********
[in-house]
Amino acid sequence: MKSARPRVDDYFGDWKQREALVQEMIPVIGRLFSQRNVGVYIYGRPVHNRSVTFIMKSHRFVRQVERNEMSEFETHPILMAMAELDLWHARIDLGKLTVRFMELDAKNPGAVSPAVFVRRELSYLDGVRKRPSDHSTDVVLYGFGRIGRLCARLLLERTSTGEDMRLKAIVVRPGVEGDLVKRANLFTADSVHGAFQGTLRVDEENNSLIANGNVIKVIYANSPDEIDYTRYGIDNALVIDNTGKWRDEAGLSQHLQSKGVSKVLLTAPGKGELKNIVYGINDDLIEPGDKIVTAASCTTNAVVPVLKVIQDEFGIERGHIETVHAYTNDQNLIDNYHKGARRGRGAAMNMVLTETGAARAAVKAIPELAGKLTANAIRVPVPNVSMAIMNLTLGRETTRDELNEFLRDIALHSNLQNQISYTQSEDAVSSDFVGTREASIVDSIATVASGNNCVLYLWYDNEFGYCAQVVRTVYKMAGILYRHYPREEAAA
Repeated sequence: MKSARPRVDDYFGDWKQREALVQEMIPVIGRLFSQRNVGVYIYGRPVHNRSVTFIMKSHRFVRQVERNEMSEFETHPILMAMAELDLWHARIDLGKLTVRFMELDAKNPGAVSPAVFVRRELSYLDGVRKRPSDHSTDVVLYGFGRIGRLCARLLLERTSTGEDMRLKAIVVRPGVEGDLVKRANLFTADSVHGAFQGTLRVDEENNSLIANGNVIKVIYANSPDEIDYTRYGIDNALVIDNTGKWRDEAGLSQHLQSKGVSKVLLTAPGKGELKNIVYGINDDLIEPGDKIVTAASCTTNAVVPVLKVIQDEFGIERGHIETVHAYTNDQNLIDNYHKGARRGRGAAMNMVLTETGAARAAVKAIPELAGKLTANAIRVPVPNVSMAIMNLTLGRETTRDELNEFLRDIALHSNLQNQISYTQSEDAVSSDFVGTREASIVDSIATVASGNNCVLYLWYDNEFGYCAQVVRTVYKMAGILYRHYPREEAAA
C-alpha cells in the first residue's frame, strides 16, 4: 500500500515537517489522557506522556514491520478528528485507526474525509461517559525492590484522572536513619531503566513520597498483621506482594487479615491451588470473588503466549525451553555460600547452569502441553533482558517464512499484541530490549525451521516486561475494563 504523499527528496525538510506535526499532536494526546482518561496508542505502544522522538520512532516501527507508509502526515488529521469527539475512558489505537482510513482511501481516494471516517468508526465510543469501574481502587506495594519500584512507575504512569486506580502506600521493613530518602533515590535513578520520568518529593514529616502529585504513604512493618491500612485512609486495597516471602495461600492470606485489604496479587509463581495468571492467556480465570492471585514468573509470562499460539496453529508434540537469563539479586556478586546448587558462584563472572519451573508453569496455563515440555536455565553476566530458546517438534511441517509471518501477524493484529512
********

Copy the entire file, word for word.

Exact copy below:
[in-house]
Amino acid sequence: MKSARPRVDDYFGDWKQREALVQEMIPVIGRLFSQRNVGVYIYGRPVHNRSVTFIMKSHRFVRQVERNEMSEFETHPILMAMAELDLWHARIDLGKLTVRFMELDAKNPGAVSPAVFVRRELSYLDGVRKRPSDHSTDVVLYGFGRIGRLCARLLLERTSTGEDMRLKAIVVRPGVEGDLVKRANLFTADSVHGAFQGTLRVDEENNSLIANGNVIKVIYANSPDEIDYTRYGIDNALVIDNTGKWRDEAGLSQHLQSKGVSKVLLTAPGKGELKNIVYGINDDLIEPGDKIVTAASCTTNAVVPVLKVIQDEFGIERGHIETVHAYTNDQNLIDNYHKGARRGRGAAMNMVLTETGAARAAVKAIPELAGKLTANAIRVPVPNVSMAIMNLTLGRETTRDELNEFLRDIALHSNLQNQISYTQSEDAVSSDFVGTREASIVDSIATVASGNNCVLYLWYDNEFGYCAQVVRTVYKMAGILYRHYPREEAAA
Repeated sequence: MKSARPRVDDYFGDWKQREALVQEMIPVIGRLFSQRNVGVYIYGRPVHNRSVTFIMKSHRFVRQVERNEMSEFETHPILMAMAELDLWHARIDLGKLTVRFMELDAKNPGAVSPAVFVRRELSYLDGVRKRPSDHSTDVVLYGFGRIGRLCARLLLERTSTGEDMRLKAIVVRPGVEGDLVKRANLFTADSVHGAFQGTLRVDEENNSLIANGNVIKVIYANSPDEIDYTRYGIDNALVIDNTGKWRDEAGLSQHLQSKGVSKVLLTAPGKGELKNIVYGINDDLIEPGDKIVTAASCTTNAVVPVLKVIQDEFGIERGHIETVHAYTNDQNLIDNYHKGARRGRGAAMNMVLTETGAARAAVKAIPELAGKLTANAIRVPVPNVSMAIMNLTLGRETTRDELNEFLRDIALHSNLQNQISYTQSEDAVSSDFVGTREASIVDSIATVASGNNCVLYLWYDNEFGYCAQVVRTVYKMAGILYRHYPREEAAA
C-alpha cells in the first residue's frame, strides 16, 4: 500500500515537517489522557506522556514491520478528528485507526474525509461517559525492590484522572536513619531503566513520597498483621506482594487479615491451588470473588503466549525451553555460600547452569502441553533482558517464512499484541530490549525451521516486561475494563 504523499527528496525538510506535526499532536494526546482518561496508542505502544522522538520512532516501527507508509502526515488529521469527539475512558489505537482510513482511501481516494471516517468508526465510543469501574481502587506495594519500584512507575504512569486506580502506600521493613530518602533515590535513578520520568518529593514529616502529585504513604512493618491500612485512609486495597516471602495461600492470606485489604496479587509463581495468571492467556480465570492471585514468573509470562499460539496453529508434540537469563539479586556478586546448587558462584563472572519451573508453569496455563515440555536455565553476566530458546517438534511441517509471518501477524493484529512